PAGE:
Such masks have performed well when the fit is good between the contours of the seal surface and the corresponding contours of the user's face. This may occur, for example, if the contours of the user's face happen to match well with the predetermined contours of the seal. However, if the seal fit is not good, there will be gaps in the seal-to-face interface resulting in gas leaking from the mask at the gaps. Excessive force will be required to compress the seal member to close the gaps and attain a satisfactory seal in those areas where the gaps occur. Such excessive force is unacceptable because it produces high pressure points elsewhere on the face of the user where the mask seal contour is forcibly deformed against the face to conform to the user's facial contours. This will produce considerable user discomfort and possible skin irritation and breakdown anywhere the applied force exceeds the local perfusion pressure, which is the pressure that is sufficient to cut off surface blood flow. Ideally, contact forces should be limited between the mask and the user's face to avoid exceeding the local perfusion pressure, even at points where the mask seal must deform considerably.

The problem of seal contact force exceeding desirable limits is even more pronounced when the positive pressure of the gas being supplied is relatively high or is cyclical to relatively high levels. Because the mask seals by virtue of confronting contact between the mask seal and the user's face, the mask must be held against the face with a force sufficient to seal against leakage of the peak pressure of the supplied gas. Thus, for conventional masks, when the supply pressure is high, headstraps or other mask restraints must be relatively tightly fastened. This produces high localized pressure on the face, not only in the zone of the mask seal, but at various locations along the extent of the retention straps as well. This, too, will result in discomfort for the user after only a brief time. Even in the absence of excessive localized pressure points, the tight mask and headstraps may become extremely uncomfortable, and user discomfort may well cause discontinued cooperation with the treatment regimen. Examples of respiratory masks possessing continuous cushion sealing characteristics of the type just described are provided in U.S. Pat. Nos. 2,254,854 and 2,931,356.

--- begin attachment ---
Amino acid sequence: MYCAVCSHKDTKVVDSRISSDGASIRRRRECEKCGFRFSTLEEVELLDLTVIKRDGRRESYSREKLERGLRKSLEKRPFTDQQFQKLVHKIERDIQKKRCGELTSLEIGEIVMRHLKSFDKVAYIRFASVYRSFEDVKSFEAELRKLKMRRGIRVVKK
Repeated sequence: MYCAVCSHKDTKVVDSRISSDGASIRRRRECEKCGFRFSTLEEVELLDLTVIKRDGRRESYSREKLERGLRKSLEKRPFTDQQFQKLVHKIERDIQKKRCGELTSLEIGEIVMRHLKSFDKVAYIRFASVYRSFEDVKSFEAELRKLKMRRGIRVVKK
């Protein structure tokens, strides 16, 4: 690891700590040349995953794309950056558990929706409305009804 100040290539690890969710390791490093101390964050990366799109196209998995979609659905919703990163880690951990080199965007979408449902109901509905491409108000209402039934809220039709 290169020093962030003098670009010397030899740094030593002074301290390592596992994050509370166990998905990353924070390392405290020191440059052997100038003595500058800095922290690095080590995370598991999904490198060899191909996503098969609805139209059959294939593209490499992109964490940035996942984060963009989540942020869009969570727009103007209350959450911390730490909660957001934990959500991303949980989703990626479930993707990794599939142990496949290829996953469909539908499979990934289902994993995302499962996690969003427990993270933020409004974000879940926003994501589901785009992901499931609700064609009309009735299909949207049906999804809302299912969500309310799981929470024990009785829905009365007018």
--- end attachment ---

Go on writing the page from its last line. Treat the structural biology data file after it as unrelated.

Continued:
U.S. Pat. No. 5,181,506 describes a protective gas mask for military applications. The mask includes a three-layer face piece, the central layer of which is a thick layer of relatively stiff material having preformed V-shaped channels. The channels are “overfilled” with a gel or both gel and compressed air to create bulges in an inner face-contacting layer that are adapted to seal against the contours of a user's face. The inherent stiffness of the central layer in combination with the structural rigidity provided by the V-shaped channels, especially when overfilled with gel/air, results in a comparatively unyielding facial seal. Indeed, the mask is deployed in combination with a tightly fitting hood in order to draw the face piece firmly against the user's head to generate the desired facial seal. As will be appreciated, the comfort afforded such a construction is quite limited and certainly not appropriate for those applications, such as respiratory therapy situations, where a user must occasionally wear a mask for prolonged periods of time.